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CVS to acquire Target’s pharmacy business for $1.9 billion

A CVS store in Philadelphia. (AP Photo/Matt Rourke, File)

CVS Health announced Monday that it has signed an agreement to buy Target’s pharmacy business for $1.9 billion, a move that allows the drugstore chain to expand into new geographic markets and gives Target more room to focus on turning around its core business.

Under the terms of the deal, CVS Health would operate the 1,660 pharmacies that are housed in Target’s big-box stores and re-brand them as CVS/pharmacy. CVS would also take over Target’s 80 in-store health clinics.

CVS executives said the deal would allow them to reach a broader base of customers. They will enter metropolitan areas where they don’t currently have a strong presence, such as Seattle, Portland and Denver, and perhaps capture a different kind of shopper: While CVS’s 7,800 drugstores are often a destination for a “fill-in trip,” in which you grab two or three items, Target’s massive merchandise assortment makes it a logical destination for a bigger shopping trip.

“This partnership allows us to help those customers who may define convenience as a one-stop shop, or who may define convenience in a more episodic fashion,” said Larry Merlo, CVS’s chief executive, on a conference call with investors.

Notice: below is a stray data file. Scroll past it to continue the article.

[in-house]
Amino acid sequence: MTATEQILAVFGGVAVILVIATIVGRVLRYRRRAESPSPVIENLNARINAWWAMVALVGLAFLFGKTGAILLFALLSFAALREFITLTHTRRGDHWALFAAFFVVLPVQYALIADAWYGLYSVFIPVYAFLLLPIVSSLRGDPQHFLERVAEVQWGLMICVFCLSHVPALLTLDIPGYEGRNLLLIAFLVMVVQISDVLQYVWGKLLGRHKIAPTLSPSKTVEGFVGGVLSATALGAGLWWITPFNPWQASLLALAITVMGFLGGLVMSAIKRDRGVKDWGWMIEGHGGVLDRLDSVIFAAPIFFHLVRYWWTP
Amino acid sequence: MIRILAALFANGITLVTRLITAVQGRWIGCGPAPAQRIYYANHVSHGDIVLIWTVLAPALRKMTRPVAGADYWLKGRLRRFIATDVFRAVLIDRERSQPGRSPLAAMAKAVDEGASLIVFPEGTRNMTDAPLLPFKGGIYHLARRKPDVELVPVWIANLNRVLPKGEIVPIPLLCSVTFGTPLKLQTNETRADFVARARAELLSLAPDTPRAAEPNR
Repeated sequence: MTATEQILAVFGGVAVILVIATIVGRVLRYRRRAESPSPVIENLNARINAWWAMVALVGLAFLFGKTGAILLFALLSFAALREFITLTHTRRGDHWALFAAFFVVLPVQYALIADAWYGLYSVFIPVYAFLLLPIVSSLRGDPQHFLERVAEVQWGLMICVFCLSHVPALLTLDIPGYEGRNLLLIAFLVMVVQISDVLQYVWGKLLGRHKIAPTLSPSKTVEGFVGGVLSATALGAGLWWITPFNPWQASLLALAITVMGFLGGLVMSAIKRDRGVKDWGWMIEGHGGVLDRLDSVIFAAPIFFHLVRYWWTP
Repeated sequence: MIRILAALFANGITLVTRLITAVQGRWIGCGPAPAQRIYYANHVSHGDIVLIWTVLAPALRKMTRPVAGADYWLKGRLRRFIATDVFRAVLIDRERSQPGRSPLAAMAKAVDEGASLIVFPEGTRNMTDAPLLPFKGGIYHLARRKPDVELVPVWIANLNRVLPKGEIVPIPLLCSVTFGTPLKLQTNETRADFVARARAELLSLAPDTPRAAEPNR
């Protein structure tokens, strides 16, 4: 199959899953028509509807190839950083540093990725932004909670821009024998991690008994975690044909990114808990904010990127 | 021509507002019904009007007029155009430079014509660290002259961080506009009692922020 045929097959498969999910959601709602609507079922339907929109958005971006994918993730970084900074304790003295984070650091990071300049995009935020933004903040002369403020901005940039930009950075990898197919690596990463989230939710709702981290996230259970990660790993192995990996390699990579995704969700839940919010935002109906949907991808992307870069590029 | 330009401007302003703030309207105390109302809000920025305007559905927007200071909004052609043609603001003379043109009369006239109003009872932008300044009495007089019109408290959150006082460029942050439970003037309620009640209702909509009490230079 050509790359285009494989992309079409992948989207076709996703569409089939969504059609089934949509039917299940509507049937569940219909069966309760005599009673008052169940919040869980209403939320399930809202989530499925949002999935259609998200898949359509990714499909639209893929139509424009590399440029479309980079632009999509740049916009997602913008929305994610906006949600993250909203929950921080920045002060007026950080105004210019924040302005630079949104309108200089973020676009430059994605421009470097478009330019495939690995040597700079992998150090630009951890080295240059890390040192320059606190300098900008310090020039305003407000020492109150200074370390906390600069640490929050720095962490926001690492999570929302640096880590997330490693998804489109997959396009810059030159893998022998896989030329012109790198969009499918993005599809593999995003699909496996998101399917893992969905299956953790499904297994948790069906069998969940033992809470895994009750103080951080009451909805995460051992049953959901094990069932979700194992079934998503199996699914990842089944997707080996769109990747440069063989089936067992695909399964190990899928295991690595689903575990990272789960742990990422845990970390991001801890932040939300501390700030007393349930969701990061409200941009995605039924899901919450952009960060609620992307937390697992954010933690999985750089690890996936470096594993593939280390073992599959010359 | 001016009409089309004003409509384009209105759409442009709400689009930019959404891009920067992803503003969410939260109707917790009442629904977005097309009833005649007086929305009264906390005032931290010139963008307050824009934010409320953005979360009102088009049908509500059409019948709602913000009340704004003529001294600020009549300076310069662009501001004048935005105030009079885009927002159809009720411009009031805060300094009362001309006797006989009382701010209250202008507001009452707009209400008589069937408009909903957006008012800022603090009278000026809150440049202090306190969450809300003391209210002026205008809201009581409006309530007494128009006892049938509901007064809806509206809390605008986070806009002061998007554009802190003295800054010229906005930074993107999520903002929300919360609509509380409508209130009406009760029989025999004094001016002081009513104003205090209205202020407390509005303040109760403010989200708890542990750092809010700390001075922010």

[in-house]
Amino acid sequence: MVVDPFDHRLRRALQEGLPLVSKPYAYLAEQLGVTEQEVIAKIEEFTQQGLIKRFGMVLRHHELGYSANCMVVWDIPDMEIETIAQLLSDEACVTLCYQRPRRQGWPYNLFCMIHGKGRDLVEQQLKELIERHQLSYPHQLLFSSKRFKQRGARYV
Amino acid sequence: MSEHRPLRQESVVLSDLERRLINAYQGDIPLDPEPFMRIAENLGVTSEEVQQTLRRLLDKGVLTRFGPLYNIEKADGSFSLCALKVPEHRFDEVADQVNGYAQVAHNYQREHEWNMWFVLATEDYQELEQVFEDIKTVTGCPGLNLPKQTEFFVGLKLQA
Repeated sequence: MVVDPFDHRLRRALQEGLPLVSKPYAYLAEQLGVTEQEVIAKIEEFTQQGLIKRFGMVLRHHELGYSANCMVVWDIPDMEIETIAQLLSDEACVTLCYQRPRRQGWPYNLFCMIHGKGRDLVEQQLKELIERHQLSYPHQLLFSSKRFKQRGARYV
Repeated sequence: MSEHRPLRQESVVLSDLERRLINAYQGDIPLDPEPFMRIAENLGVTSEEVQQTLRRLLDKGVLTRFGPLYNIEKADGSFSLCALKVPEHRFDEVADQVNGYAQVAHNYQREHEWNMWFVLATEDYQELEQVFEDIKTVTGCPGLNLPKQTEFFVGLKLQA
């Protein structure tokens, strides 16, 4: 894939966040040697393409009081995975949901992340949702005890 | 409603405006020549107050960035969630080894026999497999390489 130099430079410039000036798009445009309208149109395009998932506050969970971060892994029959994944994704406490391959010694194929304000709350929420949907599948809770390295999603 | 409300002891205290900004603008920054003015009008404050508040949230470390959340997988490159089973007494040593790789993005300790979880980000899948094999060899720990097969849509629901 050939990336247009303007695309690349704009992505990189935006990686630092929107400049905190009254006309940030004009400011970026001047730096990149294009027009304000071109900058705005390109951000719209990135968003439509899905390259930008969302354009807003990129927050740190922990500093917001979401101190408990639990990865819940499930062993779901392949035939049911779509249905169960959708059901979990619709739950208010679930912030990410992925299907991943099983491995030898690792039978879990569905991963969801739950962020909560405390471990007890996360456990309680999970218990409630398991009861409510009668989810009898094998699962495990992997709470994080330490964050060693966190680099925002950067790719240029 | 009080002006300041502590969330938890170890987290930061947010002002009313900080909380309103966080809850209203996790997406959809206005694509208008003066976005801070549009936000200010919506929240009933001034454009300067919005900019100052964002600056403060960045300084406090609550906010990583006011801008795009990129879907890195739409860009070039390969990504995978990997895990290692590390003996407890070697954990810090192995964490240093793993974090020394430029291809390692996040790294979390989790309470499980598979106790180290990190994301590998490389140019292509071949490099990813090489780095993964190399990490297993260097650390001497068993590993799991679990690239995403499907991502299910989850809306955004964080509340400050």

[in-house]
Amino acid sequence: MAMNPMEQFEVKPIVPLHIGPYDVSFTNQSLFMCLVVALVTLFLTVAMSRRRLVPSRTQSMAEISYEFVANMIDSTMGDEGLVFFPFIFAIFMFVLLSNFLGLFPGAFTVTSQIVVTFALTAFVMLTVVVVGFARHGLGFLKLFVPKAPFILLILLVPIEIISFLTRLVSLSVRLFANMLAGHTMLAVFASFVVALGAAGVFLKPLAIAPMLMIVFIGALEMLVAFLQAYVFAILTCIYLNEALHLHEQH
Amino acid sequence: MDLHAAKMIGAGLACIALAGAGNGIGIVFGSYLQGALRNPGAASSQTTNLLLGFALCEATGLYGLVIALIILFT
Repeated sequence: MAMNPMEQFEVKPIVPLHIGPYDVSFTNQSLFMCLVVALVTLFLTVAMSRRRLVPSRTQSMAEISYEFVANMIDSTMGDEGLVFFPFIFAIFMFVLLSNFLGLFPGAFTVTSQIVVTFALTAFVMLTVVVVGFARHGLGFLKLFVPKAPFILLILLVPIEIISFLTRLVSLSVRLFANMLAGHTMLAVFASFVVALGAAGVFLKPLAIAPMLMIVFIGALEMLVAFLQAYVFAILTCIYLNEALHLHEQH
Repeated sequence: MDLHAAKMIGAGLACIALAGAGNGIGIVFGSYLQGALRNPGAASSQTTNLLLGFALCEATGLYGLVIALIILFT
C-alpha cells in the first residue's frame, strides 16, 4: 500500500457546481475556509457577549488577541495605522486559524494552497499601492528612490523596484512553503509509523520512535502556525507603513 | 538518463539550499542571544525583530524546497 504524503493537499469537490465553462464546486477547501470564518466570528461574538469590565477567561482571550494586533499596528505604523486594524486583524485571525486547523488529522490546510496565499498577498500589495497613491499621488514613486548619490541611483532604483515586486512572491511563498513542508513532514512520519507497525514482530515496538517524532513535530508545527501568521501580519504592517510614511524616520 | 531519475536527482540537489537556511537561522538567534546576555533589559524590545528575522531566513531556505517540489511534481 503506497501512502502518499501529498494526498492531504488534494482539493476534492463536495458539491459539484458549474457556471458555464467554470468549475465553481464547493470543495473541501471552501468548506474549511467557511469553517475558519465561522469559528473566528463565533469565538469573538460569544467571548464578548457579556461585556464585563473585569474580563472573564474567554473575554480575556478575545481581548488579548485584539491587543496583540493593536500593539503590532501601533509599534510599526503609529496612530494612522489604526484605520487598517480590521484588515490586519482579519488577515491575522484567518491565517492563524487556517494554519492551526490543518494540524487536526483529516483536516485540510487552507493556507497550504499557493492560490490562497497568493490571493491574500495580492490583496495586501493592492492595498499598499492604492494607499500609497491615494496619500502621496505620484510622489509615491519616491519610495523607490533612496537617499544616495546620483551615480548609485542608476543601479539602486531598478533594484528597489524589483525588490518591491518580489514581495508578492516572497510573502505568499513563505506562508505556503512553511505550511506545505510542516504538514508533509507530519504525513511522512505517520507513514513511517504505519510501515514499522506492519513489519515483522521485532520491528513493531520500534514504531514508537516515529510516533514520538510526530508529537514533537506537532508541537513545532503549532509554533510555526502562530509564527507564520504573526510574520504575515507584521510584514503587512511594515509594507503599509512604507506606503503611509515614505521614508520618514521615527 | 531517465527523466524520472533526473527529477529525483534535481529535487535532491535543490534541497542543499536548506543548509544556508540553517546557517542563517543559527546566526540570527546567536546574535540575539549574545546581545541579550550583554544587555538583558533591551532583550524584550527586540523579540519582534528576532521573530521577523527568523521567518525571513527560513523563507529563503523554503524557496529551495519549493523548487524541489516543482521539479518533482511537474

Target executives said Monday that while their pharmacy business drives traffic to their stores, its profitability last year was “modestly negative.” Chief executive Brian Cornell said that Target’s pharmacy business hasn’t boomed because of the retailer’s lack of scale and expertise in that area.

Cornell told investors Monday morning that pharmacy is “a very complex space in which we’re not positioned to be successful on our own.”

In a company blog post published Monday morning, Cornell said that tapping CVS to operate its pharmacy and clinic businesses “gives Target greater bandwidth to focus on our strengths.” Since Cornell took the top job at Target in August, he has been focused on improving the retailer’s baby, kids, style and wellness departments in order to invigorate store traffic and sales. With the pharmacy reins turned over to CVS, Target will turn its own resources to other aspects of the wellness category, such as expanding its natural and organic food selection.

The deal needs to be approved by regulators. The companies said the timing of the transaction was “uncertain.” Target and CVS’s existing pharmacy locations together represent about 15 percent of the 60,000 pharmacies in the United States, CVS executives said.  The retailers have also agreed to jointly evaluate new locations for small-format TargetExpress stores that would have a CVS pharmacy inside.

CVS Health’s stock was up slightly in early Monday morning trading, while Target’s stock was up 1 percent.

The deal is CVS’s second acquisition in less than a month. The company said on May 21 that it is to purchase Omnicare, a pharmacy-related services provider, for $10.4 billion.

Target said it is not considering any similar deals for other categories of its business.